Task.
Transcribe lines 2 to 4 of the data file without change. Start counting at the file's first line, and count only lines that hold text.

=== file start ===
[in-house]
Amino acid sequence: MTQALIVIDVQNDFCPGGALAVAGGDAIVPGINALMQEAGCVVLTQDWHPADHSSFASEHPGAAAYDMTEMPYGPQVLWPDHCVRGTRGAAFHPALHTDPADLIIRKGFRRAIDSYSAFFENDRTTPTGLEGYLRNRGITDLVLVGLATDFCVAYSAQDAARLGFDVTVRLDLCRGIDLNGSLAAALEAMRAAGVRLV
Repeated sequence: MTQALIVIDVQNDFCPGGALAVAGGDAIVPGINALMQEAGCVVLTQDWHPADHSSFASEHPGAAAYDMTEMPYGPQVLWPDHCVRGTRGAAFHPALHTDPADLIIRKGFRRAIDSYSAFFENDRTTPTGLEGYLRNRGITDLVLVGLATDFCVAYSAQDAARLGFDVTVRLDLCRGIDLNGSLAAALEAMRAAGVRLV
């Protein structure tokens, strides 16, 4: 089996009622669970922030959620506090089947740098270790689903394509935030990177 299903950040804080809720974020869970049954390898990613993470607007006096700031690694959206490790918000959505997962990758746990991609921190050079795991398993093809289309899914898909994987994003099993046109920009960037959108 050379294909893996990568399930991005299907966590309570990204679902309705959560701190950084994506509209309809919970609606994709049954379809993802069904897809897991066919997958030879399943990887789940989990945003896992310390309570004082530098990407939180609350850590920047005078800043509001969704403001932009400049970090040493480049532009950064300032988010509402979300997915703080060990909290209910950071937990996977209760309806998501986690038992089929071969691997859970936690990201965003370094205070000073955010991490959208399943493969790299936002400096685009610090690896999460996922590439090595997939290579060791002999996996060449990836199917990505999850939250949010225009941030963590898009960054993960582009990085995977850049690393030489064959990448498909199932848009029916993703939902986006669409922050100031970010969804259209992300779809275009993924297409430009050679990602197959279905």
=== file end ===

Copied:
Amino acid sequence: MTQALIVIDVQNDFCPGGALAVAGGDAIVPGINALMQEAGCVVLTQDWHPADHSSFASEHPGAAAYDMTEMPYGPQVLWPDHCVRGTRGAAFHPALHTDPADLIIRKGFRRAIDSYSAFFENDRTTPTGLEGYLRNRGITDLVLVGLATDFCVAYSAQDAARLGFDVTVRLDLCRGIDLNGSLAAALEAMRAAGVRLV
Repeated sequence: MTQALIVIDVQNDFCPGGALAVAGGDAIVPGINALMQEAGCVVLTQDWHPADHSSFASEHPGAAAYDMTEMPYGPQVLWPDHCVRGTRGAAFHPALHTDPADLIIRKGFRRAIDSYSAFFENDRTTPTGLEGYLRNRGITDLVLVGLATDFCVAYSAQDAARLGFDVTVRLDLCRGIDLNGSLAAALEAMRAAGVRLV
């Protein structure tokens, strides 16, 4: 089996009622669970922030959620506090089947740098270790689903394509935030990177 299903950040804080809720974020869970049954390898990613993470607007006096700031690694959206490790918000959505997962990758746990991609921190050079795991398993093809289309899914898909994987994003099993046109920009960037959108 050379294909893996990568399930991005299907966590309570990204679902309705959560701190950084994506509209309809919970609606994709049954379809993802069904897809897991066919997958030879399943990887789940989990945003896992310390309570004082530098990407939180609350850590920047005078800043509001969704403001932009400049970090040493480049532009950064300032988010509402979300997915703080060990909290209910950071937990996977209760309806998501986690038992089929071969691997859970936690990201965003370094205070000073955010991490959208399943493969790299936002400096685009610090690896999460996922590439090595997939290579060791002999996996060449990836199917990505999850939250949010225009941030963590898009960054993960582009990085995977850049690393030489064959990448498909199932848009029916993703939902986006669409922050100031970010969804259209992300779809275009993924297409430009050679990602197959279905």